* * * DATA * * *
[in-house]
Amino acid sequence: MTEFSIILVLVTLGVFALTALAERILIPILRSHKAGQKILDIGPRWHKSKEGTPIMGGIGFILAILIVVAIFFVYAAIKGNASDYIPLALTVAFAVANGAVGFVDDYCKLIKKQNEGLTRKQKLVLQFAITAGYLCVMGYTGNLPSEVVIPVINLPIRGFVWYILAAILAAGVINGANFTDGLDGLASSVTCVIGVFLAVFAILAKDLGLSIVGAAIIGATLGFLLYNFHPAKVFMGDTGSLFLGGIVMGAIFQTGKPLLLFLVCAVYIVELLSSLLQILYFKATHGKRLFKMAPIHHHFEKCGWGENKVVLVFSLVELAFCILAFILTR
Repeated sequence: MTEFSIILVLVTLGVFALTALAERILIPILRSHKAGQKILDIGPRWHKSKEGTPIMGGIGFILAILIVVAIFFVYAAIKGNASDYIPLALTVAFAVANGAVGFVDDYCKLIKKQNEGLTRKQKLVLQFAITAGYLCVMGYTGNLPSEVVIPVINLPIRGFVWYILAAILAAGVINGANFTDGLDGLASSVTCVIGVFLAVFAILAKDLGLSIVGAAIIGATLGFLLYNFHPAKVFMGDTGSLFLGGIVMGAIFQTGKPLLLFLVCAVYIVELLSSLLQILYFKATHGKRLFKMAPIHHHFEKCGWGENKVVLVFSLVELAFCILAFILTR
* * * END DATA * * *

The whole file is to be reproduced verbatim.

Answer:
[in-house]
Amino acid sequence: MTEFSIILVLVTLGVFALTALAERILIPILRSHKAGQKILDIGPRWHKSKEGTPIMGGIGFILAILIVVAIFFVYAAIKGNASDYIPLALTVAFAVANGAVGFVDDYCKLIKKQNEGLTRKQKLVLQFAITAGYLCVMGYTGNLPSEVVIPVINLPIRGFVWYILAAILAAGVINGANFTDGLDGLASSVTCVIGVFLAVFAILAKDLGLSIVGAAIIGATLGFLLYNFHPAKVFMGDTGSLFLGGIVMGAIFQTGKPLLLFLVCAVYIVELLSSLLQILYFKATHGKRLFKMAPIHHHFEKCGWGENKVVLVFSLVELAFCILAFILTR
Repeated sequence: MTEFSIILVLVTLGVFALTALAERILIPILRSHKAGQKILDIGPRWHKSKEGTPIMGGIGFILAILIVVAIFFVYAAIKGNASDYIPLALTVAFAVANGAVGFVDDYCKLIKKQNEGLTRKQKLVLQFAITAGYLCVMGYTGNLPSEVVIPVINLPIRGFVWYILAAILAAGVINGANFTDGLDGLASSVTCVIGVFLAVFAILAKDLGLSIVGAAIIGATLGFLLYNFHPAKVFMGDTGSLFLGGIVMGAIFQTGKPLLLFLVCAVYIVELLSSLLQILYFKATHGKRLFKMAPIHHHFEKCGWGENKVVLVFSLVELAFCILAFILTR